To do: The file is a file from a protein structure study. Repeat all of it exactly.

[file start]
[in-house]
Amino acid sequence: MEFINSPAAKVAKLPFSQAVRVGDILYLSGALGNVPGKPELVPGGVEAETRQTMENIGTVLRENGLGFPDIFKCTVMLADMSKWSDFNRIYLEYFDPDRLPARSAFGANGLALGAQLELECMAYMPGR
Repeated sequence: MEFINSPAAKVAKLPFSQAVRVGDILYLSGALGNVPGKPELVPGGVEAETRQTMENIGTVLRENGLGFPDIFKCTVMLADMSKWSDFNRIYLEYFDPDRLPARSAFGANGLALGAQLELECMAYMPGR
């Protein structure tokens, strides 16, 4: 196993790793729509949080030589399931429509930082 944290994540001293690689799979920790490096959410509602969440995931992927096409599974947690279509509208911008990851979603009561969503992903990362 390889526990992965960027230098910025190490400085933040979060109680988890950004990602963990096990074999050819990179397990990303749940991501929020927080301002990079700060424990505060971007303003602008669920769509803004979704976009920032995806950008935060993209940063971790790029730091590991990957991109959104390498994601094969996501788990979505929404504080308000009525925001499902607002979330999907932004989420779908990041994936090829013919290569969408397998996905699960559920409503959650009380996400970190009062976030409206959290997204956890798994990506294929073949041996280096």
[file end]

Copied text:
[in-house]
Amino acid sequence: MEFINSPAAKVAKLPFSQAVRVGDILYLSGALGNVPGKPELVPGGVEAETRQTMENIGTVLRENGLGFPDIFKCTVMLADMSKWSDFNRIYLEYFDPDRLPARSAFGANGLALGAQLELECMAYMPGR
Repeated sequence: MEFINSPAAKVAKLPFSQAVRVGDILYLSGALGNVPGKPELVPGGVEAETRQTMENIGTVLRENGLGFPDIFKCTVMLADMSKWSDFNRIYLEYFDPDRLPARSAFGANGLALGAQLELECMAYMPGR
């Protein structure tokens, strides 16, 4: 196993790793729509949080030589399931429509930082 944290994540001293690689799979920790490096959410509602969440995931992927096409599974947690279509509208911008990851979603009561969503992903990362 390889526990992965960027230098910025190490400085933040979060109680988890950004990602963990096990074999050819990179397990990303749940991501929020927080301002990079700060424990505060971007303003602008669920769509803004979704976009920032995806950008935060993209940063971790790029730091590991990957991109959104390498994601094969996501788990979505929404504080308000009525925001499902607002979330999907932004989420779908990041994936090829013919290569969408397998996905699960559920409503959650009380996400970190009062976030409206959290997204956890798994990506294929073949041996280096």